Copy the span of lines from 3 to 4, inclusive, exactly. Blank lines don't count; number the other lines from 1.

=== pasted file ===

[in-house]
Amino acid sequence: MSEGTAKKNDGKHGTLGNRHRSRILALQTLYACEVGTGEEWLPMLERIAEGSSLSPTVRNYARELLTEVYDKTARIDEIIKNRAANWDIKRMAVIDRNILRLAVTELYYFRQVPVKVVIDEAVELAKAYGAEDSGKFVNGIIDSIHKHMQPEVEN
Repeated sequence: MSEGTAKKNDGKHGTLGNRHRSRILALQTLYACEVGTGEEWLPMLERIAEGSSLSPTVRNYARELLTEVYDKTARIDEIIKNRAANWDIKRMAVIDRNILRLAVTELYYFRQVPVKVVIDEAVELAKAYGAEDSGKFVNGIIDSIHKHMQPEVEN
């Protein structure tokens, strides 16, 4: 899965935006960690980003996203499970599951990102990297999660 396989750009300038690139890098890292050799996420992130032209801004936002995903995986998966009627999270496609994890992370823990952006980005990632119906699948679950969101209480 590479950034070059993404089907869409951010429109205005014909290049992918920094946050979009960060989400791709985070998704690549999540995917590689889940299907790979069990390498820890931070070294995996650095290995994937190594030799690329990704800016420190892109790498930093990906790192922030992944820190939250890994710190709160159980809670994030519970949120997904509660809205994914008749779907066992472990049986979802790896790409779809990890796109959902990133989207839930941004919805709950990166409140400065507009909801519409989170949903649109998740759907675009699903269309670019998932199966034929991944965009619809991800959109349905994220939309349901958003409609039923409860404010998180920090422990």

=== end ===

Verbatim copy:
Repeated sequence: MSEGTAKKNDGKHGTLGNRHRSRILALQTLYACEVGTGEEWLPMLERIAEGSSLSPTVRNYARELLTEVYDKTARIDEIIKNRAANWDIKRMAVIDRNILRLAVTELYYFRQVPVKVVIDEAVELAKAYGAEDSGKFVNGIIDSIHKHMQPEVEN
């Protein structure tokens, strides 16, 4: 899965935006960690980003996203499970599951990102990297999660 396989750009300038690139890098890292050799996420992130032209801004936002995903995986998966009627999270496609994890992370823990952006980005990632119906699948679950969101209480 590479950034070059993404089907869409951010429109205005014909290049992918920094946050979009960060989400791709985070998704690549999540995917590689889940299907790979069990390498820890931070070294995996650095290995994937190594030799690329990704800016420190892109790498930093990906790192922030992944820190939250890994710190709160159980809670994030519970949120997904509660809205994914008749779907066992472990049986979802790896790409779809990890796109959902990133989207839930941004919805709950990166409140400065507009909801519409989170949903649109998740759907675009699903269309670019998932199966034929991944965009619809991800959109349905994220939309349901958003409609039923409860404010998180920090422990």